Powerful and timely, The Hate U Give by Angie Thomas well deserves its long-held spot at the top of the New York Times Young Adult Bestseller list. If you read only one book this year, it ought to be this one. Thomas masterfully combines social justice and talented story-telling in this novel about teenage Starr Carter who witnesses her best friend being shot to death by the police. Not only does the novel examine major problems that affect people of color like police brutality, but it also explores smaller, more insidious ones like microaggressions and cultural appropriation. Every character is so multi-faceted and believable, you will find yourself caring deeply about them and what they are going through. Continue reading Book Review: The Hate U Give by Angie Thomas
On April 2nd, I had the honor of seeing the Encores! production of 1776. The play stars Santino Fontana as John Adams, who is coercing the rest of the Continental Congress to declare independence. It’s a simple plot, and the show ends with each representative signing the Declaration of Independence. Where this show shines is through its witty dialogue and clever song lyrics.
I’m gobsmacked. I have not seen a sitcom tackle a weighty topic like police brutality since A Different World, which was more than twenty years ago. But this week’s Black-ish dared, and I applaud Kenya Barris for it. The writer and showrunner confessed he’s “never been as afraid about an episode of television that I’ve written in my life.”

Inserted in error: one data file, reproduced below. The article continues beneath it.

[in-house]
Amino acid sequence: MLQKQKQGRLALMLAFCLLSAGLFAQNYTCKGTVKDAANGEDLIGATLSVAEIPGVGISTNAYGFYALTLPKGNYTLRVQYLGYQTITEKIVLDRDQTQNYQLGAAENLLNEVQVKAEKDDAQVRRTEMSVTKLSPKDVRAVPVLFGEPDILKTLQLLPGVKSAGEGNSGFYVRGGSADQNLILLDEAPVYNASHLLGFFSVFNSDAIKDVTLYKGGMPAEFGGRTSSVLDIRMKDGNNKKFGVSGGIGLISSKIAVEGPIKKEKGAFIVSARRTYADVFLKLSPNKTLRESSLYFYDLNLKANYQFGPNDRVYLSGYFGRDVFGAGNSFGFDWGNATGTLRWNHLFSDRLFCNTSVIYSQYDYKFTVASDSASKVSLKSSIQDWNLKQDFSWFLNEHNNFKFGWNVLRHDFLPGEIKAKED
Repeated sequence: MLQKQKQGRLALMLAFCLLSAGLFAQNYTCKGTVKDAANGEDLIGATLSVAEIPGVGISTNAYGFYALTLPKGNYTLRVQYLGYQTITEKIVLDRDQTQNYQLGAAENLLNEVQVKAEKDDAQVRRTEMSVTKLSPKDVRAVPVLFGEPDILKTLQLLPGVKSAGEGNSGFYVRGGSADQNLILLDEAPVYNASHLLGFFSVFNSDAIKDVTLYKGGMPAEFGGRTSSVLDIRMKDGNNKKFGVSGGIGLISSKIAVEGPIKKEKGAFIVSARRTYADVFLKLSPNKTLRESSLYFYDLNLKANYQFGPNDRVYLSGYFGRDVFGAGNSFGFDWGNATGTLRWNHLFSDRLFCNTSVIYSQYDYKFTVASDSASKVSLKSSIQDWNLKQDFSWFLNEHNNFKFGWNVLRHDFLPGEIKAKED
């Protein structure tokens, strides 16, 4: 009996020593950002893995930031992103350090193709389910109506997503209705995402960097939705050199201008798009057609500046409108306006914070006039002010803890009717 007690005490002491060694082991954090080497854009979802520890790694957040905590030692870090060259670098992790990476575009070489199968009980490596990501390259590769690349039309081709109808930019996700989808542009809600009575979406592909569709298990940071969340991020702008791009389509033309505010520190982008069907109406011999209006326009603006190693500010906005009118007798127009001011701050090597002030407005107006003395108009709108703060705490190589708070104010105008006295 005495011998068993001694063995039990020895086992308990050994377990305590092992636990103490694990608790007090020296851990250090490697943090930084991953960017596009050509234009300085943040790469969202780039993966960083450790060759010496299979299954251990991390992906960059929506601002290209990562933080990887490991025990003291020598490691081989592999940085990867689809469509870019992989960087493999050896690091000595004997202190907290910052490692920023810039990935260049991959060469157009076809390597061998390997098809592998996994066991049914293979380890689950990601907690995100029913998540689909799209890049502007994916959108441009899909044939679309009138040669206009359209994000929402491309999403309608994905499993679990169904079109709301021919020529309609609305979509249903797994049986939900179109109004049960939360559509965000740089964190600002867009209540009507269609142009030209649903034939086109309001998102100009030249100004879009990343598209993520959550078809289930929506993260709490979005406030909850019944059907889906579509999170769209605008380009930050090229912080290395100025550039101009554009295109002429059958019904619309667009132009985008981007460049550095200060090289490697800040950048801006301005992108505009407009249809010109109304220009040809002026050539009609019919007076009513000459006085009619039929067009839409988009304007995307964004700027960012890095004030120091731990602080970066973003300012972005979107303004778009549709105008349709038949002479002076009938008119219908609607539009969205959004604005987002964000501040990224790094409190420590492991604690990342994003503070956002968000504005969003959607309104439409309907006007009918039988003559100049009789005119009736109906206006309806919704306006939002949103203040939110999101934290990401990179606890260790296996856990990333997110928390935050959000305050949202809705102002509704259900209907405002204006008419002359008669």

That fear, as the episode “Hope” shows, is well-founded. The Johnson family gathers around the television to hear the results of an alleged police brutality case that resulted in the death of an unarmed teenager. It sparks a discussion between the family, with the youngest members confused and wondering what everyone’s so upset about.
The news these days is rough and full of pain happening all over the world: Nepal, Kenya, Iraq, on the Mediterranean, and in the streets of Baltimore. As one of the Co-Editors-in-Chief of the Daily Geekette, I could not let this week pass without us addressing what has been going on in Baltimore. As a website, we have had only limited coverage of the issues around Ferguson and Black Lives Matter. But as a strong believer in the idea that “your liberation is bound up with mine” (a phrase that came from an Australian Aboriginal activist group, c. 1970s), I believe that, as a feminist website, we cannot ignore the oppression of others, much less the repeated killings of young black people.
However, I didn’t want to write about my feelings or share my thoughts about what is going on in a city I have never even visited. That is not my place. Instead I have created a collection of articles written by others, and some additional resources, such as people to follow on twitter. And before the list begins, I want to leave you with two quotes from Martin Luther King Jr. that have been very present for me as I think about this current moment in history:
“Injustice anywhere is a threat to justice everywhere”
“A riot is the language of the unheard”